When The Shining hit movie theaters in 1980, many cynics wrote it off as an Amityville wannabe.The Amityville Horror was one of those 1970s phenomenons that bridged the gap between old fashioned haunted house stories and The Shining. Young people in 2013 have no idea how popular it was in its day. It was so popular, in fact, that when The Shining hit movie theaters in 1980, many cynics wrote it off as an Amityville wannabe. That’s impossible to imagine now, but in the 1970s, The Amityville Horror ruled.
It was first a bestselling book by Jay Anson, based on an actual haunted house case in Amityville N.Y. In 1979 the book was turned into a popular horror movie starring James Brolin and Margot Kidder. It spawned nine sequels. couldn’t tarnish the original story of the Lutz family moving into a house where a mass murder had taken place.Mr. Lutz became very violent, as the fathers in haunted houses usually do.The Lutzes became celebrities of a sort, appearing on daytime talk shows talking about the spooky things they saw in their house, which included a red-eyed ghost of a small boy, lots of bees, and the apparition of some sort of fiendish pig monster. And of course, Mr. Lutz became very violent, as the fathers in haunted houses usually do. The book sold like crazy.
Flash forward to this year. My Amityville Horror, a documentary by Eric Walter, focuses on Daniel Lutz, the boy of the saga. Now in his 40s, Lutz recalls his days as a teen in the haunted Amityville house at 112 Ocean Ave. More than that, though, he talks about how much he hated his step-father, and how he hated being known as “the kid from The Amityville Horror.”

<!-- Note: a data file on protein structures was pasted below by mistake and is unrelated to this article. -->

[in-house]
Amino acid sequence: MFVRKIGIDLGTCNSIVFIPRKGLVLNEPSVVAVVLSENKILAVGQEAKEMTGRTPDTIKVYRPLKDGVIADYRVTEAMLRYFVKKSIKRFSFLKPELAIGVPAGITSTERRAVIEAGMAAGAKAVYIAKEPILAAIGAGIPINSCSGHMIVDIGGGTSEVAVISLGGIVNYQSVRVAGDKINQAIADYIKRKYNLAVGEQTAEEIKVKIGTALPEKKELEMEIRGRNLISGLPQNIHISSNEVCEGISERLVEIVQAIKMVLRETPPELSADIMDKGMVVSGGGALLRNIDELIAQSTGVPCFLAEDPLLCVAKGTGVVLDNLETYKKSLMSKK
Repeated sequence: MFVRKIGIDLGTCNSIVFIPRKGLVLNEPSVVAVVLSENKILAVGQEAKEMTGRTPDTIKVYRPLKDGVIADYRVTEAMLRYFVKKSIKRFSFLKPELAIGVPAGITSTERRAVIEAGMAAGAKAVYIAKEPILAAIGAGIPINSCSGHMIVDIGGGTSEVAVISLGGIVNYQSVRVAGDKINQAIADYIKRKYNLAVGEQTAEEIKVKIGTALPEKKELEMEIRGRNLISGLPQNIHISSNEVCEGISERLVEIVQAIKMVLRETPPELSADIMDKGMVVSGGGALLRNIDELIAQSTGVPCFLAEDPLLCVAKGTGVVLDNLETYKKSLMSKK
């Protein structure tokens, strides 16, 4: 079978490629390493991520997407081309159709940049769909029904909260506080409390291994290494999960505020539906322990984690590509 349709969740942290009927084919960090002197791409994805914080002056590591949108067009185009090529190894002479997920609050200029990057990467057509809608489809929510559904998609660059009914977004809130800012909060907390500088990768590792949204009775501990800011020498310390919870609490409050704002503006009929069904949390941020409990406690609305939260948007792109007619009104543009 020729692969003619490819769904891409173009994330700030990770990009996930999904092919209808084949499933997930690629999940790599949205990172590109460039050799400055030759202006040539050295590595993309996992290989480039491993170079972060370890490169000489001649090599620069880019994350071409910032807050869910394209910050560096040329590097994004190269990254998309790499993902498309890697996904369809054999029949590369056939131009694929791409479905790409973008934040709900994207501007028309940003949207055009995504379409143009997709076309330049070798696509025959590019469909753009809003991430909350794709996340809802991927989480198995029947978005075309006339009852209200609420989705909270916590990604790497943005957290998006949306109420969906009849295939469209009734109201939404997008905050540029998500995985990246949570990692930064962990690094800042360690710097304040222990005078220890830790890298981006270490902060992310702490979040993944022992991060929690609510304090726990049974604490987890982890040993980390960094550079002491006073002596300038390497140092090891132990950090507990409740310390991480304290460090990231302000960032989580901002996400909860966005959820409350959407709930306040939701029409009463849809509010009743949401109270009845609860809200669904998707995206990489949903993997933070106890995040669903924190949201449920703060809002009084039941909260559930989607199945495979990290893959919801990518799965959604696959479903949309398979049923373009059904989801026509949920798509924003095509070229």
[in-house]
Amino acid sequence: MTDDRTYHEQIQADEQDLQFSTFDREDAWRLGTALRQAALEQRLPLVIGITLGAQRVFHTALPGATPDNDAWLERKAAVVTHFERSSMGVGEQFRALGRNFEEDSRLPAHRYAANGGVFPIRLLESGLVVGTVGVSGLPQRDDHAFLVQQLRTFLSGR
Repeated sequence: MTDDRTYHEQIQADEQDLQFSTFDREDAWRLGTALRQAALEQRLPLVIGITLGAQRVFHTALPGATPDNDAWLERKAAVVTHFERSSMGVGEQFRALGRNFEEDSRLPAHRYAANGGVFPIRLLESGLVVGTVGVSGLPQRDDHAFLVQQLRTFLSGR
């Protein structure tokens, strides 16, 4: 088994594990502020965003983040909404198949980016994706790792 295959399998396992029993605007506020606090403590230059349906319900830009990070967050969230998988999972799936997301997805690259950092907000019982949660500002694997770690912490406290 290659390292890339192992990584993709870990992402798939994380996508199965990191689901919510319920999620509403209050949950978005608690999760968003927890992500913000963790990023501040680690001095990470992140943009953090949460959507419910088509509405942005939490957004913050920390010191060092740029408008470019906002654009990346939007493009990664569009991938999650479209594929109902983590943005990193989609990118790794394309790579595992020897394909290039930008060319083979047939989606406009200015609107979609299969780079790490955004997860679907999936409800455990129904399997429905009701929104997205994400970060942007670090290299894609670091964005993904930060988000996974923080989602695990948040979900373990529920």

Lutz grew to be a craggy, shaven-headed, chain-smoker who talks a lot about himself. He plays electric guitar, strikes a lot of tough poses, and wears a lot of T-shirts with skulls on them. The documentary follows him as he drives around the old neighborhood, has a half-hearted session with a therapist, and kvetches. You keep hoping the evil pig makes an appearance, but no such luck.He’s like Danny Bonaduce talking about his days sleeping in his car behind the dumpster at Denny’s.You start out wanting to feel sorry for the guy – he maintains that everything we’ve read about the house was true – and you hope to learn what it feels like to survive such a frightening childhood event. But before 10 minutes have passed, Daniel Lutz sounds like some has-been child star complaining about how hard he had it. Seriously, he’s like Danny Bonaduce talking about his days sleeping in his car behind the dumpster at Denny’s. Granted, you see a flaming pig monster often enough in your youth and it is bound to stunt your emotional growth. We get that. But it doesn’t make for a compelling documentary. This documentary is slow, and indulgent, and once you’ve seen Lutz noodling on his guitar a few times, you are ready to swear off heavy metal forever.
My Amityville Horror is currently making the rounds on various pay services such as On Demand. Skip it. You’ll find something better on Celebrity Ghost Stories on BIO.